Why Do We have Chins?

Humans are strangely obsessed with how they look, and when we talk about looks, the first thing that typically pops up is someone’s face. Although there is the whole rest of the body too, the face is often the predominant factor when considering someone’s appearance.

George Clooney is well known for having a distinct, “powerful” chin. It’s not only him, either, many people have chins that other people would long to have. However, why do we have a chin in the first place? Does it have any specific purpose or is it just there?

In the past, there were many hypotheses about chins and the purpose of their placement on the bottom of the human face. One hypothesis that became very popular – and subsequently accepted – was that humans have chins to support the forces that our face experiences while we chew our food.

Lately, however, this theory has been debunked. “The development of the chin doesn’t seem to have anything to do with resistance to bending stresses,” said Nathan Holton, an anthropologist at the University of Iowa.

Chins: A Study

Go on and try to find any other animal with a chin. I bet this stumped you. Even our closest cousins, the apes don’t have a chin. Their chins, in fact, turn slightly inwards. Anthropologists haven’t found chins on Neanderthals, to whom we might, at least, be distantly related.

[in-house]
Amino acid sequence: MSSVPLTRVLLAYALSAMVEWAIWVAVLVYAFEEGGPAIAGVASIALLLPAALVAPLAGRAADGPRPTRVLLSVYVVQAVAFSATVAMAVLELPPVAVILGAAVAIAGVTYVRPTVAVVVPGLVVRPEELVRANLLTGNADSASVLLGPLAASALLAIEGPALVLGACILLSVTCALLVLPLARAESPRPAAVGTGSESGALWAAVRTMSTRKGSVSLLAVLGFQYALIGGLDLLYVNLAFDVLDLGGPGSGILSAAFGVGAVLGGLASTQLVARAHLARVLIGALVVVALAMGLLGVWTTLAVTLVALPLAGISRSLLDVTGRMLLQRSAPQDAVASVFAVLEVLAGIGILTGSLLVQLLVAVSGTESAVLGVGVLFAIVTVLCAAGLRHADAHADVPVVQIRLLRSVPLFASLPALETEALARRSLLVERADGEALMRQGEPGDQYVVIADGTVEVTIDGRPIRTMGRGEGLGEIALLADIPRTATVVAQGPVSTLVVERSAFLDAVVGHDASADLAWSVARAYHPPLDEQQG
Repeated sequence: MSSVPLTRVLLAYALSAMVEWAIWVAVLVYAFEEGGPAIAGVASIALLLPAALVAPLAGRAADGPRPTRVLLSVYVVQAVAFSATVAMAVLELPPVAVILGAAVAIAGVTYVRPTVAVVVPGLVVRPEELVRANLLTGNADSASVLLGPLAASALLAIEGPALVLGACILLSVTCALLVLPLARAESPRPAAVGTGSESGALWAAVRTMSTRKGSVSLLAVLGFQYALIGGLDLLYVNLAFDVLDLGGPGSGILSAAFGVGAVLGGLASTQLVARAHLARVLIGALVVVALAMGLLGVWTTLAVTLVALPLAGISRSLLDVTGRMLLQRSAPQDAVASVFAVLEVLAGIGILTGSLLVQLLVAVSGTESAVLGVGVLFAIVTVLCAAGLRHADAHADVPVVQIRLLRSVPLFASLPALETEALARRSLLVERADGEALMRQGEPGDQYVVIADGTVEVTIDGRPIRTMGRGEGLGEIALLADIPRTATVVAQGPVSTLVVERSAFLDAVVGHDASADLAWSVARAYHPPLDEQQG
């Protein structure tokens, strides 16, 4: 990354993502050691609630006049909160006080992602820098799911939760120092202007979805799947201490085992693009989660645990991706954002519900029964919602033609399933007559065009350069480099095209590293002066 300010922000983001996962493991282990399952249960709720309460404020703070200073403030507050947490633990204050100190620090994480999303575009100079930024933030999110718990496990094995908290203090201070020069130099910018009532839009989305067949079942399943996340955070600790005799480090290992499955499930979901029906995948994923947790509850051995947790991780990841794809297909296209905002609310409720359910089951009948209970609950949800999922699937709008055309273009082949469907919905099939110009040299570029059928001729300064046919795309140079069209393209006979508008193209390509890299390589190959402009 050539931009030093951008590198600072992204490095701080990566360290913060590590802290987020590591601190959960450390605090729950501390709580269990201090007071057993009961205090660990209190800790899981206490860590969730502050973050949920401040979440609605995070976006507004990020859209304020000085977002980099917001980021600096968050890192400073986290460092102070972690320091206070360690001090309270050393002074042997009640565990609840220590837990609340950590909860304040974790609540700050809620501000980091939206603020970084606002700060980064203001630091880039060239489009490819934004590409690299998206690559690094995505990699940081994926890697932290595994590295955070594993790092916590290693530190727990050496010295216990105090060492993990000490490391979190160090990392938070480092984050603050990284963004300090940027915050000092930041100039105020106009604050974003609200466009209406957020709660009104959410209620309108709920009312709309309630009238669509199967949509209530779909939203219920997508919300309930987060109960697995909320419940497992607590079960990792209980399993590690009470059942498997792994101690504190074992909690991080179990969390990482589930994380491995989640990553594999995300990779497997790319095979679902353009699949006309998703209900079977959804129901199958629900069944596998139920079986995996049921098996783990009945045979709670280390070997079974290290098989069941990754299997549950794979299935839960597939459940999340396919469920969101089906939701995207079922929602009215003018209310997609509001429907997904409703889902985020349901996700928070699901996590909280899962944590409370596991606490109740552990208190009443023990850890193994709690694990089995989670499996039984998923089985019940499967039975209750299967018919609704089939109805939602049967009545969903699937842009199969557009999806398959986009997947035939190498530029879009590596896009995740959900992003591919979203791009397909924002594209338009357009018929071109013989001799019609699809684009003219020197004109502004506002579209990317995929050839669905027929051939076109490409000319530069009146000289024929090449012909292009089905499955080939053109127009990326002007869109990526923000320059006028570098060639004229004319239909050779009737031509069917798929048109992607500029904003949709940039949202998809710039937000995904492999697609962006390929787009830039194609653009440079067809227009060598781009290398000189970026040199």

There have been many hypotheses about chins, why they exist, and what’s the purpose of their placement on the bottom of the human face? One hypothesis that gained a fair bit of traction was that humans have chins to support the forces that our face experiences while we chew our food.

Lately, however, this theory has been debunked. “The development of the chin doesn’t seem to have anything to do with resistance to bending stresses,” said Nathan Holton, an anthropologist at the University of Iowa.

To ascertain the reason, we have chins and disprove the above assumption, Holton examined X-ray images from the Iowa Facial Growth Study using measurements from 18 females and 19 males. He tracked jaw development and bone distribution, which are said to play a vital role in protecting against various types of stresses that a human face experiences.

It is true that chins become more prominent as a person ages, but researchers didn’t find any link between chin development and force resistance. Interestingly, Holton also said that jaws are better at resisting certain types of forces at the age of 3 as compared to adult jaws with a fully developed chin.

Some have also proposed that the chin helps with another distinctly human trait – speech. The chin helped cushion of the force which we picked up speaking. But speech doesn’t put force that requires cushioning.

Sexual selection

Another hypothesis was that chins were sexy. Sexual selection is when a trait aids an individual in attracting another individual of the same species. The lion’s mane is a perfect example of a trait due to sexual selection. A big mane tells the lioness that the lion has great DNA. Similarly, a strong protruding chin would have helped a human male attract a female.